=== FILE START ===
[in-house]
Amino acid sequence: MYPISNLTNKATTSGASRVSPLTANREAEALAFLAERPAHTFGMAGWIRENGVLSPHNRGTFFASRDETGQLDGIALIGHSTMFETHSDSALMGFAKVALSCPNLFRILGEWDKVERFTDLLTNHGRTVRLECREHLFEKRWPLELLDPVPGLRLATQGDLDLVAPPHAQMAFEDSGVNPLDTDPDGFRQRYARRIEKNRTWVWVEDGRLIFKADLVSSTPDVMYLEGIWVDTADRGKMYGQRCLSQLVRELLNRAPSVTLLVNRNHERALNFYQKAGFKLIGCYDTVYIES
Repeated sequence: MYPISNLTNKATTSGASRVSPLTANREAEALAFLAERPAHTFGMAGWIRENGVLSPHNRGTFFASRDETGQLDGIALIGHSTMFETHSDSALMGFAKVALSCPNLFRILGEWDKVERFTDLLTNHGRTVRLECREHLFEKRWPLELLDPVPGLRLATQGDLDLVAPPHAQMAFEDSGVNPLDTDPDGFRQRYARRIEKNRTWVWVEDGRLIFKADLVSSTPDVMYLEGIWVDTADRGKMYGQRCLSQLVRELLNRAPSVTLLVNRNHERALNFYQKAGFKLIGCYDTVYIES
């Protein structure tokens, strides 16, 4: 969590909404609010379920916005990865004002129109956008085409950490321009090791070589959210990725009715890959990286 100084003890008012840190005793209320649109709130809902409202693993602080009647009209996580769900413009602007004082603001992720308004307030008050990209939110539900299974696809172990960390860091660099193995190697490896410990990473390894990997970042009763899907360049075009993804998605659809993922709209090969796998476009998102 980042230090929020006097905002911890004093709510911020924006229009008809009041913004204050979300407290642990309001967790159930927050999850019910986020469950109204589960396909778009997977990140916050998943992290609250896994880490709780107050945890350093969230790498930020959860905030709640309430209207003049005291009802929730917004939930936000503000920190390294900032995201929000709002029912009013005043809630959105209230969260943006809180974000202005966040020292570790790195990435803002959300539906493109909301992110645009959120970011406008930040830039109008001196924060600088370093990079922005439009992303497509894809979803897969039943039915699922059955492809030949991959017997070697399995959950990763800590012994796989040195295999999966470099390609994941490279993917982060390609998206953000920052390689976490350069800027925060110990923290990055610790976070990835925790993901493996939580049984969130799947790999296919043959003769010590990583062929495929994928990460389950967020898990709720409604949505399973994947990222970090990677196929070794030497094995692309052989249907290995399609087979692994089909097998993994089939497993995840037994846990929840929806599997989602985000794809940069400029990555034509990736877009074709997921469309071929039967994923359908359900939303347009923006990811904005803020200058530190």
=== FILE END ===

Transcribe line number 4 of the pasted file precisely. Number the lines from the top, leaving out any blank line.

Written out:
């Protein structure tokens, strides 16, 4: 969590909404609010379920916005990865004002129109956008085409950490321009090791070589959210990725009715890959990286 100084003890008012840190005793209320649109709130809902409202693993602080009647009209996580769900413009602007004082603001992720308004307030008050990209939110539900299974696809172990960390860091660099193995190697490896410990990473390894990997970042009763899907360049075009993804998605659809993922709209090969796998476009998102 980042230090929020006097905002911890004093709510911020924006229009008809009041913004204050979300407290642990309001967790159930927050999850019910986020469950109204589960396909778009997977990140916050998943992290609250896994880490709780107050945890350093969230790498930020959860905030709640309430209207003049005291009802929730917004939930936000503000920190390294900032995201929000709002029912009013005043809630959105209230969260943006809180974000202005966040020292570790790195990435803002959300539906493109909301992110645009959120970011406008930040830039109008001196924060600088370093990079922005439009992303497509894809979803897969039943039915699922059955492809030949991959017997070697399995959950990763800590012994796989040195295999999966470099390609994941490279993917982060390609998206953000920052390689976490350069800027925060110990923290990055610790976070990835925790993901493996939580049984969130799947790999296919043959003769010590990583062929495929994928990460389950967020898990709720409604949505399973994947990222970090990677196929070794030497094995692309052989249907290995399609087979692994089909097998993994089939497993995840037994846990929840929806599997989602985000794809940069400029990555034509990736877009074709997921469309071929039967994923359908359900939303347009923006990811904005803020200058530190």